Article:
Spend time and money trying to get sales – as quickly as possible. This doesn’t need to be expensive either. In today’s digital world it can be very easy and quick to determine if there is market demand.
Focus on achieving a profitable business. If a dollar is made in Validation, then a profitable dollar must be made in Efficiency. The emphasis is on Business Model, Systems, People and Culture.
It is during this phase that external investment often comes in to the business. In fact, the Start Up Genome identified that investments entering at the end of this stage of the business cycle almost quadrupled.
It makes sense. Who wants to invest in a business that’s still working out how to make money? Rather, an investor wants to invest in a business that’s worked out how to make money but hasn’t yet triggered a scale and needs their capital, connections and support.
You should be sustaining your customer focused activities and begin to spend money on people, systems, technology, process, structure, training and culture. Work out how to repeatedly make a return.
This is the engine in the organisation that allows you to then pour more oil in and go faster.
Focus on lifting all areas of the leadership and management functions in alignment. The emphasis is a weighted effort on all parts of the Leadership function with a particular drive on building brand awareness within your market, reinforcing core perceptions and driving a clear strategy in executing customer growth programs.
For marketers, getting things like brand clarity, operating rhythm, marketing cycles, conversation ratios, standardised experiences etc. are all part of bringing alignment across the business in preparation, or during the early stages of scale.
You should be spending money on media (paid, earned and owned), employing new people and taking market share from your competitors.
Focus on keeping an even keel and then begin to plan your investment in the next renewal phase. The emphasis here is on people & culture with an R&D exercise on customers and business model innovations.
The success of the organisation’s ability to renew itself into the next cycle of growth will be its ability to build new innovations on its current platforms. The people that know your current customers the best should be on your team – therefore, the best ideas ought to be coming from the current team.
You should be spending money on your people. Hold them, give them time to think and nurture creative thinking across your team.
The focus is planting or reinventing for the future. The emphasis is on communicating the vision of the new ideas, setting strategy on these new ideas and building the early business model around them.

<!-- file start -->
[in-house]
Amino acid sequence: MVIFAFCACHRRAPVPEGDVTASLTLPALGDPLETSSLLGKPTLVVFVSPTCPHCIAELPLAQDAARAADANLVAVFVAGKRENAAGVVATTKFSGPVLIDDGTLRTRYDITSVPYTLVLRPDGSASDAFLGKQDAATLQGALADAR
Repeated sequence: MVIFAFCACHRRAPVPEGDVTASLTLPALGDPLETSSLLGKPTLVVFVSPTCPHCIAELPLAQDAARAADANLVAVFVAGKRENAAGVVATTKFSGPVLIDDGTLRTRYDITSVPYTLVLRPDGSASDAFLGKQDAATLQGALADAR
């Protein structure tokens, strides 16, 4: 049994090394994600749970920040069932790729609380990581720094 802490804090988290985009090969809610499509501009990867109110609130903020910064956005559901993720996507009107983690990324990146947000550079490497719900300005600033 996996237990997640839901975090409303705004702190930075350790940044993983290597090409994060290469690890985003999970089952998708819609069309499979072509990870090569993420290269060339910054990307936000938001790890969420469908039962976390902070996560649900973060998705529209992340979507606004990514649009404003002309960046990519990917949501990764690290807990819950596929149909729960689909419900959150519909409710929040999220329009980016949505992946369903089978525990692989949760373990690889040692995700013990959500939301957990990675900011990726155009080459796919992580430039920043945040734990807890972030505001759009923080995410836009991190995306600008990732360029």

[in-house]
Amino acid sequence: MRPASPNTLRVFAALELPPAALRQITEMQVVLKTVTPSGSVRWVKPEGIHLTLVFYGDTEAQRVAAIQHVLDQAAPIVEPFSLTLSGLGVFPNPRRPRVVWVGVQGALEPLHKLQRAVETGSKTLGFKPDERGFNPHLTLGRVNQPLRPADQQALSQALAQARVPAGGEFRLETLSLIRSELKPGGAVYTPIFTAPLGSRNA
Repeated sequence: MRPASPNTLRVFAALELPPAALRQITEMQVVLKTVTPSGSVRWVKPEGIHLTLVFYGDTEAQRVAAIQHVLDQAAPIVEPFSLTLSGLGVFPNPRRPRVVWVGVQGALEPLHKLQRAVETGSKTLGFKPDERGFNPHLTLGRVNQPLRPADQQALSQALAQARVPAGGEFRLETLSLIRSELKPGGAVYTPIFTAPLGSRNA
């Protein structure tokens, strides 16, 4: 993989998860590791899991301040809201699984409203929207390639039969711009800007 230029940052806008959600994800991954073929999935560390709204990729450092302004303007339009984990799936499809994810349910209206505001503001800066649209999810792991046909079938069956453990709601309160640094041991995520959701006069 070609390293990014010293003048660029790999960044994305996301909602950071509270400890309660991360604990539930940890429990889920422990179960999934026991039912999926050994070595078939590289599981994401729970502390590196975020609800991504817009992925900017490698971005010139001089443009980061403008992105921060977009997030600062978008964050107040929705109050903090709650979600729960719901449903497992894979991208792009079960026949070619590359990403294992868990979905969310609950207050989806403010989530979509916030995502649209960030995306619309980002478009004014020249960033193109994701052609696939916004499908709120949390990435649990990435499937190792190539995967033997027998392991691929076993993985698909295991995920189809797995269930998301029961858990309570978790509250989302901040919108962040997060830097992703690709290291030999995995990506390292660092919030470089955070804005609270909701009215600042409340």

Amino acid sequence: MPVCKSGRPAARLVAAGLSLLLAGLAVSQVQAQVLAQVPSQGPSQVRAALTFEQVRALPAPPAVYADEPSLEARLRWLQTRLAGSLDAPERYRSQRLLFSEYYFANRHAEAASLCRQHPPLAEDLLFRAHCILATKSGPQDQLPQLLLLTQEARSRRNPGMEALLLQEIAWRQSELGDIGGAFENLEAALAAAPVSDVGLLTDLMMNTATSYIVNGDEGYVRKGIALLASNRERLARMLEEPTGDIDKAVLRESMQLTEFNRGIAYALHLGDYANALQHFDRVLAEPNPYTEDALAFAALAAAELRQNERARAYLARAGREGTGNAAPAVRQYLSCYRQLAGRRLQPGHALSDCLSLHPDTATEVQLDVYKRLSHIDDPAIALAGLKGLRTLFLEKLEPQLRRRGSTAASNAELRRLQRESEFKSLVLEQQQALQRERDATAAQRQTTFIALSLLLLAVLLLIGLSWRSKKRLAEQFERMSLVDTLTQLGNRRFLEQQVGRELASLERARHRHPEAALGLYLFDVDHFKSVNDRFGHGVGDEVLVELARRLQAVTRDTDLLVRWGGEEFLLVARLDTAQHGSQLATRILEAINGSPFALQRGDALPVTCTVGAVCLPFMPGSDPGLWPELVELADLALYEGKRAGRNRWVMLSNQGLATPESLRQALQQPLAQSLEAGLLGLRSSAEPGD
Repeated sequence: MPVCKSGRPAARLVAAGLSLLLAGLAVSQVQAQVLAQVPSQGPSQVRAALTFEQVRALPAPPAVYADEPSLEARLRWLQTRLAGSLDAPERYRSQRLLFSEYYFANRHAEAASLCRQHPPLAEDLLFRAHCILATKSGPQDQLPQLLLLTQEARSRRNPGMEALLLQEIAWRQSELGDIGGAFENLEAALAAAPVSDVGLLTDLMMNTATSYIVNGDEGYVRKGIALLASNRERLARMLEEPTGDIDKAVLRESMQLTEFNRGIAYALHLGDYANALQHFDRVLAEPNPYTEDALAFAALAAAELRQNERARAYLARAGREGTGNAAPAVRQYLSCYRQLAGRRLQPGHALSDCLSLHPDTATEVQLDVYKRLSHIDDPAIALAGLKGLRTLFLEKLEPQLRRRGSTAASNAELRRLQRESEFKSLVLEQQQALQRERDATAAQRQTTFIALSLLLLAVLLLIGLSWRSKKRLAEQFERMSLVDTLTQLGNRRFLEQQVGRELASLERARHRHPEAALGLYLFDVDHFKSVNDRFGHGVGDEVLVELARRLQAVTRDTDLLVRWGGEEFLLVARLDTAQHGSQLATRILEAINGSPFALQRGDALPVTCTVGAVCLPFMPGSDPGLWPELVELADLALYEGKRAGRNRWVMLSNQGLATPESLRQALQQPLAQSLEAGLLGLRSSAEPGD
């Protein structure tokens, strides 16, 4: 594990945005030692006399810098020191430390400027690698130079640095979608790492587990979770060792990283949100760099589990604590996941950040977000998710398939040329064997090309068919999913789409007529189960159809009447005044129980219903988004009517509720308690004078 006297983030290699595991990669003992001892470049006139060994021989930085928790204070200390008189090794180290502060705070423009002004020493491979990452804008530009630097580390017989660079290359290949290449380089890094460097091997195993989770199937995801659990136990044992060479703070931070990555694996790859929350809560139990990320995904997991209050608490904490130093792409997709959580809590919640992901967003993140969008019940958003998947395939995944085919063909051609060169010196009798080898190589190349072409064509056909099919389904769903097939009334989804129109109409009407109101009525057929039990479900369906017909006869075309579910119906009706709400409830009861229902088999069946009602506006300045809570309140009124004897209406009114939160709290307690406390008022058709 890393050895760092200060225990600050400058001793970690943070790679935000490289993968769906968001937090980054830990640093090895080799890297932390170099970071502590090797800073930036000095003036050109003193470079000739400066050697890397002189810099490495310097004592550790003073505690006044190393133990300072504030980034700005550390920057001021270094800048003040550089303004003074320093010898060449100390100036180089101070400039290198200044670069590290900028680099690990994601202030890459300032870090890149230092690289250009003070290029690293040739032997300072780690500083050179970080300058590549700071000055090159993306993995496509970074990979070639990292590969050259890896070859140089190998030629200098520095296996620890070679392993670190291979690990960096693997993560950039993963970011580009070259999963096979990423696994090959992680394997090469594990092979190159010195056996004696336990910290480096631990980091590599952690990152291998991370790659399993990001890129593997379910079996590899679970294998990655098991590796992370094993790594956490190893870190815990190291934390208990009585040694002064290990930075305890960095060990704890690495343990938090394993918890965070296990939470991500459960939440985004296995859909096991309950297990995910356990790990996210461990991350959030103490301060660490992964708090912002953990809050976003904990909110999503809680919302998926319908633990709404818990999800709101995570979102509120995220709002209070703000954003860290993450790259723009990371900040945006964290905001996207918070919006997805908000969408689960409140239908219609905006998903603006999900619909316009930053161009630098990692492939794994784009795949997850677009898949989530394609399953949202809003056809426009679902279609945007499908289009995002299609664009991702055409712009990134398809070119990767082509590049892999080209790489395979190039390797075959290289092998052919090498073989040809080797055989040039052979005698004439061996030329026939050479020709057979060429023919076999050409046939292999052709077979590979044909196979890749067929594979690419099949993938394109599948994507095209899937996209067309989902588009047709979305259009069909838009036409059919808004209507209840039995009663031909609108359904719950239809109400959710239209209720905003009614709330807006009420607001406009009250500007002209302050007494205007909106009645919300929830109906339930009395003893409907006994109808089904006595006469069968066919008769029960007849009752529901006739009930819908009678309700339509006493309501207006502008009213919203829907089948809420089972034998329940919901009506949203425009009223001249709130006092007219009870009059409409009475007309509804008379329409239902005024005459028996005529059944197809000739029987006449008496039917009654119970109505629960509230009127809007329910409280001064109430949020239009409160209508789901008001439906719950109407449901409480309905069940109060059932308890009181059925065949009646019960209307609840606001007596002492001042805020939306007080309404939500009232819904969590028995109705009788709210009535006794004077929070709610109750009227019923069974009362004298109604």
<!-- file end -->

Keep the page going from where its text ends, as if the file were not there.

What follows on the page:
Really, it’s like starting up again but this time with a little more capital, effort and experience. Every organisation – Profit or Not for Profit – goes through this cycle and really, your future growth is about your ability to sustain customer experiences time after time after time.
The mistake big organisations often (very publicly make) make during this phase is to invest heavily in these new ideas without getting the market positioning and customer experience right. There are countless examples of large sums of capital being thrown at average businesses simply because that organisation has been successful in the past.
Here in Australia, we just need to look at the Masters business by Woolworths and Lowe’s to see an over capitalised weak market positioning that grew not by market demand but by executives’ passion for beating a competitor.
Strangely, you should be spending very little on these new ideas and executing on agile principles until you know it can work.
Stuart Leo, Founder and MD, Blirt.co.
Stuart founded Blirt in 2012 when he saw a growing need in the marketplace for marketing tech expertise. Four years on and the company is now an emerging leader in the high growth, data driven marketing technology sector. As one of Australia’s leading MarTech strategy groups, Blirt specialises in customer experience, marketing automation, digital communications & full funnel customer engagement to help organisations lead in The Experience Economy.
Stuart has more than fifteen years’ experience in corporate marketing and strategy roles. He has a passion for strategic thinking, creative strategy, seeing new products come to life and helping organisations grow.
Stuart is regularly asked to speak on marketing, strategy and the changing nature of branding in data driven world.
Written by Stuart Leo
Founder and Managing Director at Blirt
Visit blirt: https://www.blirt.com.au/